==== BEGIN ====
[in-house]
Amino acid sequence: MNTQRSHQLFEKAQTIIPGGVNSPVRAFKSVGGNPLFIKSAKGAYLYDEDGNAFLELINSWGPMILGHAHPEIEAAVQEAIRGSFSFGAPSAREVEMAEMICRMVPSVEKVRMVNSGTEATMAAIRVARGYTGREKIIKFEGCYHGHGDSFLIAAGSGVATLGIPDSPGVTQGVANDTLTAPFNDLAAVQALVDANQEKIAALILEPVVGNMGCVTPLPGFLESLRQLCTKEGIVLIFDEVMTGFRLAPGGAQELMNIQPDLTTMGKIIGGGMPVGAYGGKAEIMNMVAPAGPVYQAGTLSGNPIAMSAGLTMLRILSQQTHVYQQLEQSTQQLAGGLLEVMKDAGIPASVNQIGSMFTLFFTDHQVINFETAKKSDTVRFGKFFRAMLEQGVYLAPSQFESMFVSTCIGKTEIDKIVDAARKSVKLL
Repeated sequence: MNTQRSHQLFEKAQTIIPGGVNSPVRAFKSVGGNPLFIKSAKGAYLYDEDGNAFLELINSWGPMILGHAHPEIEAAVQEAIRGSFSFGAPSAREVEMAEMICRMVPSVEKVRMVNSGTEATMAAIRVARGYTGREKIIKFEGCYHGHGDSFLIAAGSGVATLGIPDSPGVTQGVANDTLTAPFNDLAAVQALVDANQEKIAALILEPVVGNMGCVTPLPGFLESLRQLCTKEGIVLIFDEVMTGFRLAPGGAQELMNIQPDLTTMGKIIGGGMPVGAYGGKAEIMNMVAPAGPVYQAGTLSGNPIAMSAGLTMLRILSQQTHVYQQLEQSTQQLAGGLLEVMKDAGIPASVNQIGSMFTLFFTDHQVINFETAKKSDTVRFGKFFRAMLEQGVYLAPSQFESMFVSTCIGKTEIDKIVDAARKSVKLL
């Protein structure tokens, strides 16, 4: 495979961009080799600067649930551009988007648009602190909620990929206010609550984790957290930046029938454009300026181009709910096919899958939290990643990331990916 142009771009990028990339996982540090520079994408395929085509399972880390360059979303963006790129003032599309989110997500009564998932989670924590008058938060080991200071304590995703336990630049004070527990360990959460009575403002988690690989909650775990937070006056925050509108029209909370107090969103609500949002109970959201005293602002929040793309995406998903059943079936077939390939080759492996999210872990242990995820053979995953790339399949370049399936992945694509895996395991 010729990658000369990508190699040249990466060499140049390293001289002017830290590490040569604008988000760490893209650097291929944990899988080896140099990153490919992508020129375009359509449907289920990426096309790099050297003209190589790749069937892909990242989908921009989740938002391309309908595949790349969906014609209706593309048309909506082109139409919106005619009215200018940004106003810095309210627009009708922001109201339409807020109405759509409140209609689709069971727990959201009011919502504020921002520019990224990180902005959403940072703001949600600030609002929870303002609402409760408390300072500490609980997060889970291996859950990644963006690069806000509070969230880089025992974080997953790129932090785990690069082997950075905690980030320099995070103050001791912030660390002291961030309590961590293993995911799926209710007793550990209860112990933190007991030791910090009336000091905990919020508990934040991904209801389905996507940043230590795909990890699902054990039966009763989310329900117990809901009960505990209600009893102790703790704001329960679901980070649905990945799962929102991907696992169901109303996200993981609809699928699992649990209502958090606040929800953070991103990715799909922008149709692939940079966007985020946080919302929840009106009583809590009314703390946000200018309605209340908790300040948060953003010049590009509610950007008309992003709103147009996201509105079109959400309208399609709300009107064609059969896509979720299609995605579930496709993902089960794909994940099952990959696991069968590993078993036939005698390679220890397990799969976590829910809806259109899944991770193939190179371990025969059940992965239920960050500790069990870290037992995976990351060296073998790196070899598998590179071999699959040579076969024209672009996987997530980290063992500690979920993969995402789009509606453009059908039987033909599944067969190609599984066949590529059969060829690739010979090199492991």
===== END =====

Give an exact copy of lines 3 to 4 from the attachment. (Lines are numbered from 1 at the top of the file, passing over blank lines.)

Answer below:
Repeated sequence: MNTQRSHQLFEKAQTIIPGGVNSPVRAFKSVGGNPLFIKSAKGAYLYDEDGNAFLELINSWGPMILGHAHPEIEAAVQEAIRGSFSFGAPSAREVEMAEMICRMVPSVEKVRMVNSGTEATMAAIRVARGYTGREKIIKFEGCYHGHGDSFLIAAGSGVATLGIPDSPGVTQGVANDTLTAPFNDLAAVQALVDANQEKIAALILEPVVGNMGCVTPLPGFLESLRQLCTKEGIVLIFDEVMTGFRLAPGGAQELMNIQPDLTTMGKIIGGGMPVGAYGGKAEIMNMVAPAGPVYQAGTLSGNPIAMSAGLTMLRILSQQTHVYQQLEQSTQQLAGGLLEVMKDAGIPASVNQIGSMFTLFFTDHQVINFETAKKSDTVRFGKFFRAMLEQGVYLAPSQFESMFVSTCIGKTEIDKIVDAARKSVKLL
């Protein structure tokens, strides 16, 4: 495979961009080799600067649930551009988007648009602190909620990929206010609550984790957290930046029938454009300026181009709910096919899958939290990643990331990916 142009771009990028990339996982540090520079994408395929085509399972880390360059979303963006790129003032599309989110997500009564998932989670924590008058938060080991200071304590995703336990630049004070527990360990959460009575403002988690690989909650775990937070006056925050509108029209909370107090969103609500949002109970959201005293602002929040793309995406998903059943079936077939390939080759492996999210872990242990995820053979995953790339399949370049399936992945694509895996395991 010729990658000369990508190699040249990466060499140049390293001289002017830290590490040569604008988000760490893209650097291929944990899988080896140099990153490919992508020129375009359509449907289920990426096309790099050297003209190589790749069937892909990242989908921009989740938002391309309908595949790349969906014609209706593309048309909506082109139409919106005619009215200018940004106003810095309210627009009708922001109201339409807020109405759509409140209609689709069971727990959201009011919502504020921002520019990224990180902005959403940072703001949600600030609002929870303002609402409760408390300072500490609980997060889970291996859950990644963006690069806000509070969230880089025992974080997953790129932090785990690069082997950075905690980030320099995070103050001791912030660390002291961030309590961590293993995911799926209710007793550990209860112990933190007991030791910090009336000091905990919020508990934040991904209801389905996507940043230590795909990890699902054990039966009763989310329900117990809901009960505990209600009893102790703790704001329960679901980070649905990945799962929102991907696992169901109303996200993981609809699928699992649990209502958090606040929800953070991103990715799909922008149709692939940079966007985020946080919302929840009106009583809590009314703390946000200018309605209340908790300040948060953003010049590009509610950007008309992003709103147009996201509105079109959400309208399609709300009107064609059969896509979720299609995605579930496709993902089960794909994940099952990959696991069968590993078993036939005698390679220890397990799969976590829910809806259109899944991770193939190179371990025969059940992965239920960050500790069990870290037992995976990351060296073998790196070899598998590179071999699959040579076969024209672009996987997530980290063992500690979920993969995402789009509606453009059908039987033909599944067969190609599984066949590529059969060829690739010979090199492991």